When blues artist, Adia Victoria, was first introduced to music in earnest, it felt for her like a religious experience. This, though, was at least somewhat tragically ironic for the future songwriter. At the time, Victoria was part of the Seventh-day Adventist Church in her then-hometown of Spartanburg, South Carolina. She was also enrolled in the adjoining Christian school. For Christmas, the students would perform concerts for the congregation. For Victoria, learning the songs and performing with her friends in front of an audience felt like an epiphany. More than any Bible verse or bit of scripture, this is what actually felt divine to her. “That for me was a revelation,” she tells American Songwriter.
Now, Victoria is set to release her third studio LP, A Southern Gothic, on Friday (September 17), The record represents yet another step forward in Victoria’s journey to uncover hidden truths.
“I’m not interested in history from the conqueror’s standpoint,” Victoria says. “I’m interested in the people whose lives were colored by the systems erected, whose stories were silenced. I’m looking to unbury the silenced voices.”
Victoria, who grew up in the south and has lived in South Carolina, Atlanta, Nashville, and New York City, is acutely aware of what she’s never been exposed to: stories, lineages, families, names, achievements, and much more. One of the many devastating effects of the American slave trade was the erasure of so much of the past. To be Black in the U.S. often means not knowing anything about yourself past your parents or grandparents. But for Victoria, to be an artist means to dive deep into the unknown. That’s often where the reward is.
“It’s the land that I grew on,” Victoria says. “So much of my story is of the deep south. I’m always investigating it, always questioning it. Digging, mining it to find truths. Why is so much of our history unspoken?” She adds, “As an artist, that’s where the gold is. The Gold is in what’s unspoken, forbidden.”
Growing up, Victoria was one of six siblings. There wasn’t much for her to do, she says, not a lot of action in her hometown. What’s more, Victoria often felt stifled, even under a type of surveillance by the deeply religious faction of people around her. So, she gravitated towards song. She picked up the tuba, the oboe. She transferred to public school in 6th grade and performed in the middle school’s marching band. She studied dance, looking for ways to express herself after feeling so suppressed by the church. She listened to Nirvana, Miles Davis, Fiona Apple, Outkast. But when she turned 21, she got her first guitar. At the time, she was working as a telemarketer in Atlanta, selling cable and internet.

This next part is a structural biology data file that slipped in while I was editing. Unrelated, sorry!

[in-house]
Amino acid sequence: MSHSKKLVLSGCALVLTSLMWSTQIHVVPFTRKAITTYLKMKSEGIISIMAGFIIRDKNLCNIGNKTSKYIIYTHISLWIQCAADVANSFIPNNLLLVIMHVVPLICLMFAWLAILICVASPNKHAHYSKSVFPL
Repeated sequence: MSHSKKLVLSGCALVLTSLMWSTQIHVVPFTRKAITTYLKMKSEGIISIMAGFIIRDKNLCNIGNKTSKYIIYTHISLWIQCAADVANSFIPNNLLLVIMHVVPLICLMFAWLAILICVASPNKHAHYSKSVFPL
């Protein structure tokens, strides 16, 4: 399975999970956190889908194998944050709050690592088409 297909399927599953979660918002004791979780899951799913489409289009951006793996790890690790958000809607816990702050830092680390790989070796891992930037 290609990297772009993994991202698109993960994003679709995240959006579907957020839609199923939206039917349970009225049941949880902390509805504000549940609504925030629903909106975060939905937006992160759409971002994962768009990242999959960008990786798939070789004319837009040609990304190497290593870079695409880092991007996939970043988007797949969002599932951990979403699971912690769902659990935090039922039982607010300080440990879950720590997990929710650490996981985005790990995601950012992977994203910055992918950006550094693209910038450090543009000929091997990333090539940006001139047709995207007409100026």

“Nothing else was going on in my life,” she says. “I feel like the guitar found me when the blues found me. It saved my life, gave me permission to express the stories I’d never spoke. I could sing them and write music to them. It basically became a lifeboat for me, music did. It became a shelter and a haven.”
Victoria, who’d already by that time, spent stints in Paris, France, and learned to love the feeling of finding her own way in new lands and languages, says she became obsessed with setting her own goals, being her own teacher. After so many years of thinking so much of life was unavailable to her, the guitar was the portal through which she saw the other side. Working as a telemarketer, Victoria brought her guitar to the job. She played it on lunch breaks, studied tabs in free moments. At home, she stayed up late learning Johnny Cash and MGMT songs.
“I don’t look at it as getting better,” she says. “I opened up more space for the guitar. It’s like a relationship. You don’t ‘get better’ at a relationship, you give more of yourself.”
She would visit her family in Nashville, taking the Greyhound Bus from Atlanta to the Music City, guitar in hand. Many of the service people at the station would come to recognize her, saying, “There goes the Blues Queen!” Later, despite the cautions from friends and family, Victoria moved to New York City. There, she got a day job selling clothes and, at night, got to cut loose. Victoria engaged with much the city had to offer, from foods and shows to imbibing, sneaking into clubs, and passing out on rooftops.
“I wanted to see what was behind the curtain,” Victoria says.
Now, she brings all of her life experiences to her songwriting. Victoria, who doesn’t shy away from topics like brutal history or death, says that she wanted a specific feeling on her newest record. She thought about the south, about 400 years ago when slaves on chain gangs sang songs that kept them alive as they shattered rocks with hammers. And how these songs through resourceful creativity (to put it mildly) became the foundation for the blues, jazz, rock ‘n’ roll, hip-hop, and more.
“I wanted all the songs to have that dirt on it,” Victoria says. “I wanted them rooted in the land.”
The record, which also features Jason Isbell and Matt Berninger, opens with the track, “Magnolia Blues,” which speaks to Victoria’s creative intention in a more modern way. Victoria, who can see a giant, swooping magnolia tree from her bedroom window in Nashville, now where she writes, wanted to both showcase her own experience with the tree and take it back as a symbol of American Blackness. The magnolia tree, which is a recurring symbol in certain southern myth-making Victoria says, like the mint julep and white suits, is so much more than that to another population. For Victoria, the magnolia is a symbol of Black freedom. That’s why it was so crucial to open the new record with a song about it: to unveil again its longtime meaning.
“Like so many girls who grew up under the shade of the magnolia tree,” Victoria says, “the magnolia was where we were able to create worlds with our imagination. We could play unseen from anybody telling us what to do. That’s where we were able to be our most true selves.”